As NATO member states prepare for next month’s heads-of-state summit in Chicago, the alliance faces a number of difficult decisions on a variety of issues that will determine its deterrence and defense posture moving forward. And while NATO is often stymied by internal divisions among its members, in this case the major obstacle to any bold policy shifts is disagreement with a nonmember: Russia. As a result, NATO is likely to endorse current policies, unless Russia significantly alters its negotiating position on these issues.
At the last NATO heads-of-state summit in November 2010 in Lisbon, faced with the question of how the alliance should integrate missile defenses, tactical nuclear weapons and conventional capability shortfalls into a coherent and integrated framework that would support NATO’s sometimes diverging military and diplomatic goals, the alliance did what it often does when confronted with divisive issues: It punted, instructing member states’ defense ministries to study the issues and report back.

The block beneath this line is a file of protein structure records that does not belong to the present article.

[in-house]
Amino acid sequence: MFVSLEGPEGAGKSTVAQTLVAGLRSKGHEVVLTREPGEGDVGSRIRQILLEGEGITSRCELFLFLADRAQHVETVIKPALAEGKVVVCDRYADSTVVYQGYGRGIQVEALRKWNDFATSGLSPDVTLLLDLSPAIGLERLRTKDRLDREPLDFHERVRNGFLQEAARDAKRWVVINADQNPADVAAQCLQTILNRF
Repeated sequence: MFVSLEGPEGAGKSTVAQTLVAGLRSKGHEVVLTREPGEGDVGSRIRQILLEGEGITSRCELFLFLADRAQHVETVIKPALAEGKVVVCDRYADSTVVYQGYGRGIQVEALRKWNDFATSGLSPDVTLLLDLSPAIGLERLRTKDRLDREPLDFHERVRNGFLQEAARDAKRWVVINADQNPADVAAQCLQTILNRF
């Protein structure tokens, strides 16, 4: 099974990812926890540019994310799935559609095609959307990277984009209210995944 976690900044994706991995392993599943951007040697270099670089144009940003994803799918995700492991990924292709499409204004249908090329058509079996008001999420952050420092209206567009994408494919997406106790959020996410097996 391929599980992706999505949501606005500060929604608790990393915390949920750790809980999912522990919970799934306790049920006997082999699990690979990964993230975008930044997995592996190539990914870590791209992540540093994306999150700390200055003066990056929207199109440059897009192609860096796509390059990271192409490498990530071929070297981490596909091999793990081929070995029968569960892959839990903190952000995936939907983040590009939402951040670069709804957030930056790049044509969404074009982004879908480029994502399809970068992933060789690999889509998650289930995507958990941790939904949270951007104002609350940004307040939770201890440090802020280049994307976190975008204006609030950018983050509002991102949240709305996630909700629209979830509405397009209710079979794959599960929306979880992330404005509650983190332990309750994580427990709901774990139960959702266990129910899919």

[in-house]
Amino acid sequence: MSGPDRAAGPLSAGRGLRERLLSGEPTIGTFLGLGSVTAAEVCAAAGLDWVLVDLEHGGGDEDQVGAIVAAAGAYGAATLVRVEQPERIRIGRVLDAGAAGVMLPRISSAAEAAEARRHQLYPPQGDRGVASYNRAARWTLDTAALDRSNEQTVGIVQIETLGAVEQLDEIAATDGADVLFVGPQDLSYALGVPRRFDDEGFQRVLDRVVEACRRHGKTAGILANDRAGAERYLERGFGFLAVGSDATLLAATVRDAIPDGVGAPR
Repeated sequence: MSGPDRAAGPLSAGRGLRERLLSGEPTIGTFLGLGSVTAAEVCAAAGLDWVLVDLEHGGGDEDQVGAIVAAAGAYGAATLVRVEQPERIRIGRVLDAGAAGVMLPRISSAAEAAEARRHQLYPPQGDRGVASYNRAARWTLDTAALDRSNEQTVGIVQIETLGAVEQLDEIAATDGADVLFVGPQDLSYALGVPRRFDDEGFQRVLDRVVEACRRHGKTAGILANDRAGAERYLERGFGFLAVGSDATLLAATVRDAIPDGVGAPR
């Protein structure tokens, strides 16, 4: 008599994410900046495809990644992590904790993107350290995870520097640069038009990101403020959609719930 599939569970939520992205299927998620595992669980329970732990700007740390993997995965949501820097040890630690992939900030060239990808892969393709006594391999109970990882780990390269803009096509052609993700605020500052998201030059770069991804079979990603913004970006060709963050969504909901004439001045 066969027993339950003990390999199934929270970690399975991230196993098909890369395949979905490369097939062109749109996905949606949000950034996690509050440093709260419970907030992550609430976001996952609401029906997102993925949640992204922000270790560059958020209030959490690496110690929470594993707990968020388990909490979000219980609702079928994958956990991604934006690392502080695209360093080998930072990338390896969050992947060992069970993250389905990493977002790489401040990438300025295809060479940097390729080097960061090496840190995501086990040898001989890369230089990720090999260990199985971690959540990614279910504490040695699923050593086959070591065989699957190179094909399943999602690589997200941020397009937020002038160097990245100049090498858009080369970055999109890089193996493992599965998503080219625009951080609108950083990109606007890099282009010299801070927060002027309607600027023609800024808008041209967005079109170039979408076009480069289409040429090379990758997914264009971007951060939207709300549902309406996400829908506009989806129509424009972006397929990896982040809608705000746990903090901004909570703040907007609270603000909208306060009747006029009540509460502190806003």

The experts have been hard at work since then on this deterrence and defense posture review. Its results will not be unveiled until next month in Chicago, but it looks like the summit will endorse retaining the small number of U.S. nuclear weapons in Europe, declare NATO’s collective missile defense system operational and announce that the alliance will somehow strengthen its conventional capabilities despite the large defense budget cuts adopted by the various member countries.